Thank you for choosing Advanced Eyecare & Vision Gallery for your vision needs. We want your experience with us to be as pleasant as possible and have provided information that will help you understand your insurance plan as well as our payment policy.
We welcome all patients regardless of insurance coverage! If you don’t see your insurance company listed here, you can still be our beloved patient. Our friendly staff can provide an itemized receipt which can be used for insurance reimbursement. Since there are so many different health care plans available today, we encourage you to contact your plan provider directly for information regarding your unique coverage, benefits and process for claim reimbursement. Most insurance companies have made the steps very easy and they can be a great resource for helping you file a quick and efficient claim.
Please feel free to call us if you have any questions.
We participate with the following insurance plans:
If you don’t see your plan listed, please call our office to see if your plan is accepted.
Please have your insurance information available when making your appointment. If you do not have insurance, or your plan is not listed here – payment in due in full on the date of service. For your convenience, we accept Visa, Master Card, checks, and cash.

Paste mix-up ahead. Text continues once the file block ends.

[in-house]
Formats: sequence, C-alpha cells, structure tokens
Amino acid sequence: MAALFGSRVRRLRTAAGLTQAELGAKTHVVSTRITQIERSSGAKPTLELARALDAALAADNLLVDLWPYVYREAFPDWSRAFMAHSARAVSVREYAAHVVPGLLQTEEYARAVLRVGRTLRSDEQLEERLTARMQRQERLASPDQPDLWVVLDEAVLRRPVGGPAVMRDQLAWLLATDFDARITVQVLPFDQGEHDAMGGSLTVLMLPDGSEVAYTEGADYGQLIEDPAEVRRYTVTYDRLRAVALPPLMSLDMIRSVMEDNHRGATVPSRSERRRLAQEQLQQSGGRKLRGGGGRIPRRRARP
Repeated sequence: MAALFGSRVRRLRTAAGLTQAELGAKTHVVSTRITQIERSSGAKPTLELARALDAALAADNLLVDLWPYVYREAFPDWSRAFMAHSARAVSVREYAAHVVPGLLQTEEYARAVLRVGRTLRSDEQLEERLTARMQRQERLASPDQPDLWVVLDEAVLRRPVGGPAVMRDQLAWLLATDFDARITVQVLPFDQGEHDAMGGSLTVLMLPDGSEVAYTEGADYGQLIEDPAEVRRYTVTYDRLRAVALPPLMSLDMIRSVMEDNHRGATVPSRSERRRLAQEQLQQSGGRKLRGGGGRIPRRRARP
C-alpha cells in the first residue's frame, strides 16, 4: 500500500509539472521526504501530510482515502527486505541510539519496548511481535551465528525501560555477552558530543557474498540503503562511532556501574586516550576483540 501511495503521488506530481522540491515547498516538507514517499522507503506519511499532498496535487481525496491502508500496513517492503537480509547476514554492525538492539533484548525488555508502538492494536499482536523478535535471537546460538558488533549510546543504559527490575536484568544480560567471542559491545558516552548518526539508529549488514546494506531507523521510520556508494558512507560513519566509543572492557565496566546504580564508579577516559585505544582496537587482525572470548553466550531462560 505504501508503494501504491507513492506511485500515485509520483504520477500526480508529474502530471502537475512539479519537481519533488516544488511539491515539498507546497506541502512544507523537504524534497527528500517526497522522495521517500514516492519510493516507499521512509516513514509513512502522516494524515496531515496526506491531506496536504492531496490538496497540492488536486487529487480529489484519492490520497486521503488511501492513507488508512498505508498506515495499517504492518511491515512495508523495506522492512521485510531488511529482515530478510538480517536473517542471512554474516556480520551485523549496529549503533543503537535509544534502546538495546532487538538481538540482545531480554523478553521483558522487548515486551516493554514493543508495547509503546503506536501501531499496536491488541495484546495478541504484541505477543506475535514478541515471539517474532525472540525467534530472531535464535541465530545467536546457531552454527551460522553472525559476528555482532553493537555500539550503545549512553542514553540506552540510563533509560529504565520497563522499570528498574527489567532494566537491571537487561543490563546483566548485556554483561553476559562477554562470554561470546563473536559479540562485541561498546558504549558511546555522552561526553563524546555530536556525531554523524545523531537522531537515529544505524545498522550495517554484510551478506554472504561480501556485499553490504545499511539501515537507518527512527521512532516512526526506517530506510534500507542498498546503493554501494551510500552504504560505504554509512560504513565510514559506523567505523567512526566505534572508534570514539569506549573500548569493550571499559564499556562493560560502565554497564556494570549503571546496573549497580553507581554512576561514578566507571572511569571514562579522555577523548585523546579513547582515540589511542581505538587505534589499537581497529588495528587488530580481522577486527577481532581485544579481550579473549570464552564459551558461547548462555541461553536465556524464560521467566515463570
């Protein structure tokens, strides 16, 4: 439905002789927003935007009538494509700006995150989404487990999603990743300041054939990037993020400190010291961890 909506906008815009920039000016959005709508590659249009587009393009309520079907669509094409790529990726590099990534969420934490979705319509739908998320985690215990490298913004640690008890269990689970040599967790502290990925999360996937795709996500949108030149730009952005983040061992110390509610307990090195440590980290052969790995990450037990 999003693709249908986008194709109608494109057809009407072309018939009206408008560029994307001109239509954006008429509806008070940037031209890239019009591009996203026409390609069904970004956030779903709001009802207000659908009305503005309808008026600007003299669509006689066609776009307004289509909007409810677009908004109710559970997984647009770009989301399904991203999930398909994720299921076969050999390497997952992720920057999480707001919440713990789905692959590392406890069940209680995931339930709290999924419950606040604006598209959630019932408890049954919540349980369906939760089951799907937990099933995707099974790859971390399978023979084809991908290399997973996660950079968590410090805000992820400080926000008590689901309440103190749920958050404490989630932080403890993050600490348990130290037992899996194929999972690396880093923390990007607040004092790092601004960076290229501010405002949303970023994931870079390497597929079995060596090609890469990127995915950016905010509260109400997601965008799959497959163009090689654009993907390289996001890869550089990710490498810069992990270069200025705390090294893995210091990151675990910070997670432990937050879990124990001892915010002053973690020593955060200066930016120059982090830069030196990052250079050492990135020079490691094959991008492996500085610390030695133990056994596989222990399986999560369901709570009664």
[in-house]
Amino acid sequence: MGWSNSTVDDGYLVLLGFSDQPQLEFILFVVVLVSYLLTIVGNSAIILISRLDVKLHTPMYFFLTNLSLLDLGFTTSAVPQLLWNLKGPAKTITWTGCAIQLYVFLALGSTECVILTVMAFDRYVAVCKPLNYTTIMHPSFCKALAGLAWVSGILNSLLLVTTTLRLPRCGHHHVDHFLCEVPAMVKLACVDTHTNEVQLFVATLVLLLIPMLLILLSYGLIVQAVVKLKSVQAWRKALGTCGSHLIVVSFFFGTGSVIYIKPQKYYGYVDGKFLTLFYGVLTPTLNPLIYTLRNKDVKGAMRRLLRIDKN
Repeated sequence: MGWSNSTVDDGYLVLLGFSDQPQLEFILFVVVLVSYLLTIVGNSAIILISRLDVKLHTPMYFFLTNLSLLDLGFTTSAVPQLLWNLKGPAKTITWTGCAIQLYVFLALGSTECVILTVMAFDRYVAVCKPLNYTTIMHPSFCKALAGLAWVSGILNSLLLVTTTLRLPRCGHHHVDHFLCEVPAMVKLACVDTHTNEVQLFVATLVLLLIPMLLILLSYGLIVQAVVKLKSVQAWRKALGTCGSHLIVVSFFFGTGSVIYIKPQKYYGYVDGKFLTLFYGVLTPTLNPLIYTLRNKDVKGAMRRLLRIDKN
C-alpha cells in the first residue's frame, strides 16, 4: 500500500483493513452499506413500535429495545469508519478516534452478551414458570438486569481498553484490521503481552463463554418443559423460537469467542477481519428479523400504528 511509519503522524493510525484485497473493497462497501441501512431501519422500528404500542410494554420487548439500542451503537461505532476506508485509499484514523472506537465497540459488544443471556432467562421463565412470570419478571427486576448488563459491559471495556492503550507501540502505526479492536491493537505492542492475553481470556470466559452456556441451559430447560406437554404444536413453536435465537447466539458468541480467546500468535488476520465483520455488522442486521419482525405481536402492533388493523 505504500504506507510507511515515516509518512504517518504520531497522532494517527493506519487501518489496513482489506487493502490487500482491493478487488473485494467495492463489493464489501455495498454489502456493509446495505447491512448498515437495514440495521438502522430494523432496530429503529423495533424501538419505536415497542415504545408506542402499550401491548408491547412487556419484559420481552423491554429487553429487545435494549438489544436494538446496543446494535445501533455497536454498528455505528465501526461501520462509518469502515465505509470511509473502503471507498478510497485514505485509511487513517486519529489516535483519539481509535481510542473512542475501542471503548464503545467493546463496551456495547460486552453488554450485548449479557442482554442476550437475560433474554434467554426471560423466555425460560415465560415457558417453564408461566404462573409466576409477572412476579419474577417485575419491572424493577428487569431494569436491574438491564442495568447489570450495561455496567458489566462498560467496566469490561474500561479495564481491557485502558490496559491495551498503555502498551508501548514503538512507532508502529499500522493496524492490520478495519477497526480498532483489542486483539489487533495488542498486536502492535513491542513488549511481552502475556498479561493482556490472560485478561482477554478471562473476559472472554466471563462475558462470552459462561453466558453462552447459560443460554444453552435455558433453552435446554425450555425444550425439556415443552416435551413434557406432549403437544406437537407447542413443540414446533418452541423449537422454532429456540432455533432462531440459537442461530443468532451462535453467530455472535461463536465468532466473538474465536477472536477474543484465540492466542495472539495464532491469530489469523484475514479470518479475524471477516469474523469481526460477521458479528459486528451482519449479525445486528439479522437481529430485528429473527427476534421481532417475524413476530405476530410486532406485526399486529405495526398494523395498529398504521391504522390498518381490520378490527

As a courtesy to our patients, we will file insurance claims for all insurance plans in which we participate. However, please keep in mind that you are ultimately responsible for payment. Any charges not covered by your insurance, are due and payable at time of service, or upon receipt of a statement from our office. Statements are mailed after insurance has processed your claim. Any reimbursement from your insurance carrier will be reflected on your statement. In addition, your insurance carrier will send an explanation of benefits that details how your claim was processed and paid.
It is the patient’s responsibility for any co-payments and deductible amounts or any non-covered services. Please note, any balance not covered by insurance is the patient’s responsibility.
Referrals and Pre-authorizations
If your insurance company requires a referral and/or pre-authorization, you are responsible for making sure that the referral and/or pre-authorization is obtained. Failure to obtain it may result in non-payment or a significantly lower payment from the insurance company, and the remaining balance will be your responsibility.
Please review your benefits with your plan administrator for detailed information regarding your coverage.
We know insurance can be difficult to understand since some plans do not cover all services. To make it easier, we have provided some information on terminology used and answers to frequently asked questions.
Insured Party: the patient who has insurance coverage.
Premium: the cost of the insurance plan paid in regular intervals by the covered individual and sometimes his or her employer. Medical service providers have little interaction with this portion of the consumer’s financial responsibility.
Co-payment (copay): the dollar amount that an insured party must pay toward a covered service at the time of care.
Deductible: a specified amount of money that the patient must pay before an insurance company will contribute to the cost of care in accordance with plan guidelines.